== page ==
An all-woman ticket will bind the platform and energize the base. I can hear the candidates now. Health care is not a women’s issue, it's America’s issue. Inequality in wages and the workplace are not women’s issues, they are America’s issues. Human rights is not a women’s issue, it’s humanity's issue. Diplomacy is not a woman’s issue, it is the path to peace.

Tip of the Iceberg

Al Franken will not be the last story, not even close. There will be more politicians exposed for inappropriate sexual behavior. Each new revelation will make it just a little bit easier for the next woman, and in some instances, next man, to stand up and speak out. The revelations feed on each other to propel the next truth.

We may still be three years out, but the bar will rise and scrutiny of male candidates going forward will intensify. The ground has shifted. What once may have been considered “funny” is no longer acceptable behavior. The party can simply avoid the risk of a last-minute photo undermining a winnable 2020 election. There is no harm in men agreeing to step aside and clear a path.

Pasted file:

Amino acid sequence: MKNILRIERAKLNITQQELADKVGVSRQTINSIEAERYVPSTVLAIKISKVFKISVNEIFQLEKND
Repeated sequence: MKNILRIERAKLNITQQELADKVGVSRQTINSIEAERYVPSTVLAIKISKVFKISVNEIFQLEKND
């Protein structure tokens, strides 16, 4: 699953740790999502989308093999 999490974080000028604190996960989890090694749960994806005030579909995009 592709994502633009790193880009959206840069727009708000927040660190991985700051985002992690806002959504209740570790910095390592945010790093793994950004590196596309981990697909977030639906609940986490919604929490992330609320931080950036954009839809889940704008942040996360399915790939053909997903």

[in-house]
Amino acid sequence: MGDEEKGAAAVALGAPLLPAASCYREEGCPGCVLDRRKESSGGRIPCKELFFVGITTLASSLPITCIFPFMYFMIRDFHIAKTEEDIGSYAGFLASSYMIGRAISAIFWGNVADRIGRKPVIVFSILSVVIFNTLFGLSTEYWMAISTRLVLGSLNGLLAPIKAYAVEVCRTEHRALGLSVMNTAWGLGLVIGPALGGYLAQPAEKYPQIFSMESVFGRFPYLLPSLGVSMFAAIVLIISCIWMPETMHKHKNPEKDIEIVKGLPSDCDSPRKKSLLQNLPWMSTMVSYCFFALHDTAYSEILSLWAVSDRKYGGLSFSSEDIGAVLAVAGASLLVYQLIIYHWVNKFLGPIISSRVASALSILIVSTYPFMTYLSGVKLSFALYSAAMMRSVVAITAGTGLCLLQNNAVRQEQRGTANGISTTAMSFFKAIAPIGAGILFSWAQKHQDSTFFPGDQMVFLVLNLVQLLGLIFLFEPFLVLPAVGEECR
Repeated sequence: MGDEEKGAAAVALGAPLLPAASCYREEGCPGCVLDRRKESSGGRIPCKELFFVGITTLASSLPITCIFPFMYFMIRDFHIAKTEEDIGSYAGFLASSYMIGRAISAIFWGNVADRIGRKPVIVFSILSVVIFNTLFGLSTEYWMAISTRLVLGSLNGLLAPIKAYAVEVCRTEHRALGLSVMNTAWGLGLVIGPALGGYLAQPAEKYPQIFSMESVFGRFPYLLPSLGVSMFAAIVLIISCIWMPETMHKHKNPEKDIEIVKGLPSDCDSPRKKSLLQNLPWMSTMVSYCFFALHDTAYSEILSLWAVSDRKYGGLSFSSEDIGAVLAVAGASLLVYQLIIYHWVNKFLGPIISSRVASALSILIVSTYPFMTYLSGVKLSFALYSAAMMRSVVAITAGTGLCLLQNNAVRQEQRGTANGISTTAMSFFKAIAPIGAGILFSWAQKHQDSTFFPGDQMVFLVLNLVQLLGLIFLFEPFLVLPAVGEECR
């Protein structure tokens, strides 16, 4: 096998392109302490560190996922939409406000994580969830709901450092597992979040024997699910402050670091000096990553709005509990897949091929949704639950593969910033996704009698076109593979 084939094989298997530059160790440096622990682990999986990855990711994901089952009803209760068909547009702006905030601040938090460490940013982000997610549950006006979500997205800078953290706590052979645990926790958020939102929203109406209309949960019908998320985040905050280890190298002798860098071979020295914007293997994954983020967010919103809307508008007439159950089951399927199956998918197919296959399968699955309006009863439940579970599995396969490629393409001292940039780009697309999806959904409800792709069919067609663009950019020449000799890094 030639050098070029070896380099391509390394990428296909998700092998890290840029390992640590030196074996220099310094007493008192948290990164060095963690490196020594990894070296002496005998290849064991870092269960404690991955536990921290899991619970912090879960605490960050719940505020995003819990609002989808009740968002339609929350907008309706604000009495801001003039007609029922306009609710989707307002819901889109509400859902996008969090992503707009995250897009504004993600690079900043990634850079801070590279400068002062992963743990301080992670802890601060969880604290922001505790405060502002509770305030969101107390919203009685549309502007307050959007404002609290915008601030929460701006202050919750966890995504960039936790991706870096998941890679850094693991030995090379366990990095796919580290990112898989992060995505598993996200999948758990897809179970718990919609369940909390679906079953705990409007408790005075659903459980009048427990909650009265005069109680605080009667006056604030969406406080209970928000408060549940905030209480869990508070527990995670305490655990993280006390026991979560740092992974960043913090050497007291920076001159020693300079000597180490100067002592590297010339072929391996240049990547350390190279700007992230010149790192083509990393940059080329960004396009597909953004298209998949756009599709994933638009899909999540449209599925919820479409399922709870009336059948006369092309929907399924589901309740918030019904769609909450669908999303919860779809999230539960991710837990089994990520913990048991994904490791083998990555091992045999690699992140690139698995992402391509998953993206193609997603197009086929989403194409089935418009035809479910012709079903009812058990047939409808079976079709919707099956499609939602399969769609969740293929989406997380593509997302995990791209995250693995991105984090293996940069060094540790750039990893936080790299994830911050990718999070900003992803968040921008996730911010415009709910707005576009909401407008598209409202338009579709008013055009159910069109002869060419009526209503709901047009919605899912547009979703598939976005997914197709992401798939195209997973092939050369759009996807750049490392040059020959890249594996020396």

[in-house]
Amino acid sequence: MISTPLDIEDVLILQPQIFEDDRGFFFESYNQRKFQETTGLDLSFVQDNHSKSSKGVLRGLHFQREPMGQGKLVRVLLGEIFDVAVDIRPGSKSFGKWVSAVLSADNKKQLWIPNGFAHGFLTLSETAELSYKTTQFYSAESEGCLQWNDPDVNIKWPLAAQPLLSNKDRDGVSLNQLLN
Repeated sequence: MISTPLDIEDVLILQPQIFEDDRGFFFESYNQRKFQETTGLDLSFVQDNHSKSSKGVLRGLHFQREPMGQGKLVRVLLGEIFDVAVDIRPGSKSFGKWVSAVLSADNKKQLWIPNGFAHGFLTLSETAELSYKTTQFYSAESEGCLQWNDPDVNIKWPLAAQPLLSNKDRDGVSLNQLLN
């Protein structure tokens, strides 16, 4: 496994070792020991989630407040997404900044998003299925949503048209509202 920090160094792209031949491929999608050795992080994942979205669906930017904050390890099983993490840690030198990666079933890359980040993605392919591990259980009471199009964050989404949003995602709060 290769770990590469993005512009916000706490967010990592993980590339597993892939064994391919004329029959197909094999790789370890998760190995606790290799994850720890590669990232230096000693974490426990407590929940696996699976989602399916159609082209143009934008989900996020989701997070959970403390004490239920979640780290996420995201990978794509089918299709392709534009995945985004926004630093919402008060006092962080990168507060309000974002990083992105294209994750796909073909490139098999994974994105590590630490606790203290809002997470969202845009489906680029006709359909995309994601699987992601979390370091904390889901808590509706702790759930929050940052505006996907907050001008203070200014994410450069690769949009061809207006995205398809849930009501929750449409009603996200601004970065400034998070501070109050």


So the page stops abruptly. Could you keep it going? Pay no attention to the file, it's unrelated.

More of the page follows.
Bernie supporters will certainly argue he drives the conversation, is the strongest messenger and deserves a second shot. But there is a greater good, and an even more powerful message to be sent. Bernie can continue to keep the party honest and chair the key Senate committees needed to carry out the agenda.

After the pussy-grab tapes, I was certain Hillary would win in 2016. And I told anyone who would listen, when women enter the voting booth, they will vote for Hillary. Yet 51 percent of white women voted for Donald Trump. I was dead wrong.

There was the added sting for women of Hillary losing to that guy. Trump is the living definition of the word lout—an uncouth and aggressive man. But times can change, and lucky for us, Americans usually go in the opposite direction when picking their next president. Democrats can offer America the anti-lout, anti-bully, anti-predator ticket: two women who finally, after 100 years, break the glass ceiling and send the world a strong message about our values as a country and the role of women in our society.

By Rick Gell

Rick Gell is a board member of the Digital Media Licensing Association and was previously head of content at Pond5.